You’ve heard the term “white collar crime” before, but what exactly is a white collar crime?
A white collar crime is the general term for a wide variety of crimes that are nonviolent, financially motivated, and often use deceit to achieve their purpose. People in a business or government setting are usually the most common perpetrators, and penalties can range from incarceration and high fines to restitution, community service, and probation.
Just because white collar crimes don’t involve violence doesn’t mean they are not serious. In fact, white collar crimes are taken so seriously that there are both state and federal laws against them. So you could be tried for the same crime twice – under Minnesota state law and under federal law.
So it’s important to understand the different offenses, laws, and penalties surrounding white collar crimes in the event that you find yourself charged or under investigation. The best way to do this and ensure your defense is as strong as possible is to work with a skilled Minnesota white collar crimes attorney.
Common White Collar Crimes
Most white collar crimes involve some sort of fraud. Fraud is a broad crime that involves using deception for financial gain. Let’s take a look at some common white collar crimes in Minnesota.
Securities fraud. Securities fraud can also be called investment fraud or stock fraud. It’s when someone decides to buy or sell stocks, securities, or commodities based on false information, which often leads to big losses. Insider trading is also a form of securities fraud. Insider trading is when someone has information not available to the public, and buys or sells something based on that information.
Embezzlement. When someone commits embezzlement, they are stealing money from someone they work for. The most common type of embezzlement is when an employee takes money from their employer by transferring funds into their own personal account. Embezzlement also happens when you hire someone and they improperly misuse your funds.
Tax evasion. If you attempt to somehow avoid taxes that you are required to pay, you can be charged with tax evasion. Tax evasion could be as simple as putting false information on your tax return or as involved illegally transferring property. Individuals, businesses, and trusts are all capable of committing tax evasion.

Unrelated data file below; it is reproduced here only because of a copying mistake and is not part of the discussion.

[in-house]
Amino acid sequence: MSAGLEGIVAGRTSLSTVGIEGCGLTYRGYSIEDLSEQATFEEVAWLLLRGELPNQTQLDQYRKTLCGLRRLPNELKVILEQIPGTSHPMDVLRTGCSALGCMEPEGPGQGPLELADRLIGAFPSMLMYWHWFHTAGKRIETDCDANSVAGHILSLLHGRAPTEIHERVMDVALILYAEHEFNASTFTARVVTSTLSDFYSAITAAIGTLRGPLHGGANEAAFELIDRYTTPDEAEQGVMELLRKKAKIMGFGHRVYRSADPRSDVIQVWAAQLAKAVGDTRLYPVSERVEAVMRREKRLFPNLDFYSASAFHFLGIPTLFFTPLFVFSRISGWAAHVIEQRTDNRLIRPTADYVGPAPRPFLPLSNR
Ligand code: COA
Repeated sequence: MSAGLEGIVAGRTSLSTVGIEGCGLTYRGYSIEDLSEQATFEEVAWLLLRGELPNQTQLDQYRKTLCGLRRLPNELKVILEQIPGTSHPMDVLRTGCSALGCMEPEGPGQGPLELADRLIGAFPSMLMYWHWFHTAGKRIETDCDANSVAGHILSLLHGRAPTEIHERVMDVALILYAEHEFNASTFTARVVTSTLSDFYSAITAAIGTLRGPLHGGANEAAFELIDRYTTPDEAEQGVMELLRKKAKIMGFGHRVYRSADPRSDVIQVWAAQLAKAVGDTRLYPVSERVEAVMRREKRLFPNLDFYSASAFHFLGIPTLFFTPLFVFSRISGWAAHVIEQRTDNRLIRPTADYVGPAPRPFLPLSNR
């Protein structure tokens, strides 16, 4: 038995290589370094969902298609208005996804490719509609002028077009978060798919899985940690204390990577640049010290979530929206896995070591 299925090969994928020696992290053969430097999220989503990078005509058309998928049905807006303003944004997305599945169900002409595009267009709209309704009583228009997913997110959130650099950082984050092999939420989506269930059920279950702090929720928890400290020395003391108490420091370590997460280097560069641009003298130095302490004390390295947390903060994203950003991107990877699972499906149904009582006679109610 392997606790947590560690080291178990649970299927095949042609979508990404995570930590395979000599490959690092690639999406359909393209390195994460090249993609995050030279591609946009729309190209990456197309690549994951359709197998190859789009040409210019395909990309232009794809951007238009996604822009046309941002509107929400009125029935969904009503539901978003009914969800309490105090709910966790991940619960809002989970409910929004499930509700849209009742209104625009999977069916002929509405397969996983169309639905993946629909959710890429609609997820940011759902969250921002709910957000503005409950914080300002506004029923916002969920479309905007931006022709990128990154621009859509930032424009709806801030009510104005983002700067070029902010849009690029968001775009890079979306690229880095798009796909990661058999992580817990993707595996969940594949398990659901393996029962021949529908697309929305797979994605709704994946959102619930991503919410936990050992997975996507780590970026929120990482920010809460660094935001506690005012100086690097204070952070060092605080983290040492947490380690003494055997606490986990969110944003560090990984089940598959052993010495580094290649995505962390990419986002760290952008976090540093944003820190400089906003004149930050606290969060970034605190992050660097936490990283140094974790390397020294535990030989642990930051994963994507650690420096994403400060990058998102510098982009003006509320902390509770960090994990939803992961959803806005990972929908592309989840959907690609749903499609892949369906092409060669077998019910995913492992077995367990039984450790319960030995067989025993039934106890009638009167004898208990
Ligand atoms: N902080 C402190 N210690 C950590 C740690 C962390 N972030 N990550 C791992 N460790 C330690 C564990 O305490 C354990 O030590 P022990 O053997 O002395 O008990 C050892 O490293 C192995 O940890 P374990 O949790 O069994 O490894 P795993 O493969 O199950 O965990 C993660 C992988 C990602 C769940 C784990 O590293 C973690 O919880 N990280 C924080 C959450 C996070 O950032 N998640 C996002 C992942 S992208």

Money laundering. Money laundering is when an individual or business attempts to hide dirty money – money obtained illegally – by making it appear as if it came from a clean, legitimate source. In order to launder money, the offender first has to deposit the dirty money into an account. Then the money has to be separated from its illegal source so that the money is difficult to trace. That money then has to be integrated or mixed with legally obtained money.
Extortion. Extortion is a crime where someone attempts to gain money or property through threats, intimidation, or force. The threats could be threats of violence against you or your loved ones, damage to property, ruining your reputation, or going to law enforcement. Blackmail – the act of threatening to expose someone’s private affairs to the public – is a form of extortion. Offering “protection” is also another for of extortion.
Ponzi schemes. Everyone thinks they have the next best thing for you to invest in, but many of those “investment opportunities” are scams. Ponzi schemes are fraudulent investment operations where people get paid by finding new investors as opposed to earning profits. Sometimes Ponzi schemes start as legitimate businesses but turn into a fraudulent business when that business doesn’t get its expected returns.
Penalties for White Collar Crimes
The penalties for white collar crimes will often depend on the value of the money or property that was taken, along with your criminal history. In general, the more you take, the more time you’ll have to spend in prison and the higher the fine you will have to pay.
If you embezzle $500 to $1,000, you could be punished with $3,000 in fines, up to one year in jail, or both. If you embezzle over $35,000, you’re looking at fines up to $100,000 and up to 20 years in jail.
Extortion can earn you $10,000 in fines and up to 20 years in prison. The same goes for money laundering.
As you can see, white collar crimes are taken seriously in Minnesota. To protect yourself and your business, you need to contact a Minnesota white collar crime attorney as soon as you are charged with a crime or learn that you are under investigation.
About the Author:
Christopher Keyser is a Minneapolis-based criminal and DWI defense attorney known for fighting aggressively for his clients and utilizing innovative tactics to get the most positive results. He has been featured in numerous media outlets due to the breadth and depth of his knowledge, and recognized as a Minnesota Super Lawyers Rising Star (2014–2015), a Top 100 Trial Lawyer (2013–2015), and a Top 40 Under 40 Attorney (2013–2015).